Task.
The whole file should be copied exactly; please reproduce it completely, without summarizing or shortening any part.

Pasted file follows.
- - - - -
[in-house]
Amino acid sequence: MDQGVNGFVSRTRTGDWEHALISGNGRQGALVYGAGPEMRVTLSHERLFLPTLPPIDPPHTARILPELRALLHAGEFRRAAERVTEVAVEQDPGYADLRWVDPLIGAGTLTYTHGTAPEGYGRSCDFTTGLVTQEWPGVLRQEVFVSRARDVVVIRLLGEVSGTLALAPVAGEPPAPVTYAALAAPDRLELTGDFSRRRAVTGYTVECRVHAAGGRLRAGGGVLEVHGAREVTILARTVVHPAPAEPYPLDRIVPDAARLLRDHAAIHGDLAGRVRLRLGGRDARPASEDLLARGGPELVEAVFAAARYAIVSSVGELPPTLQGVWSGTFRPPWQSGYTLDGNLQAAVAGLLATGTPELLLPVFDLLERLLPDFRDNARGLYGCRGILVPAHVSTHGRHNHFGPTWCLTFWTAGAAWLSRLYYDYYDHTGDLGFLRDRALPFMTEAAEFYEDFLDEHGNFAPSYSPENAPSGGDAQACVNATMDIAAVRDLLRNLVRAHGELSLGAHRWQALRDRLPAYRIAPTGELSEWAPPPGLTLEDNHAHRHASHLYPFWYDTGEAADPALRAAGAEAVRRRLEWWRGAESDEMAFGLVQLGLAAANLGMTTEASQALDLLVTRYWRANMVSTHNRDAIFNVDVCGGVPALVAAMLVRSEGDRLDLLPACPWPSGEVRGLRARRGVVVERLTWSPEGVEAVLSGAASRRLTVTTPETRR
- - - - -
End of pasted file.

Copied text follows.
[in-house]
Amino acid sequence: MDQGVNGFVSRTRTGDWEHALISGNGRQGALVYGAGPEMRVTLSHERLFLPTLPPIDPPHTARILPELRALLHAGEFRRAAERVTEVAVEQDPGYADLRWVDPLIGAGTLTYTHGTAPEGYGRSCDFTTGLVTQEWPGVLRQEVFVSRARDVVVIRLLGEVSGTLALAPVAGEPPAPVTYAALAAPDRLELTGDFSRRRAVTGYTVECRVHAAGGRLRAGGGVLEVHGAREVTILARTVVHPAPAEPYPLDRIVPDAARLLRDHAAIHGDLAGRVRLRLGGRDARPASEDLLARGGPELVEAVFAAARYAIVSSVGELPPTLQGVWSGTFRPPWQSGYTLDGNLQAAVAGLLATGTPELLLPVFDLLERLLPDFRDNARGLYGCRGILVPAHVSTHGRHNHFGPTWCLTFWTAGAAWLSRLYYDYYDHTGDLGFLRDRALPFMTEAAEFYEDFLDEHGNFAPSYSPENAPSGGDAQACVNATMDIAAVRDLLRNLVRAHGELSLGAHRWQALRDRLPAYRIAPTGELSEWAPPPGLTLEDNHAHRHASHLYPFWYDTGEAADPALRAAGAEAVRRRLEWWRGAESDEMAFGLVQLGLAAANLGMTTEASQALDLLVTRYWRANMVSTHNRDAIFNVDVCGGVPALVAAMLVRSEGDRLDLLPACPWPSGEVRGLRARRGVVVERLTWSPEGVEAVLSGAASRRLTVTTPETRR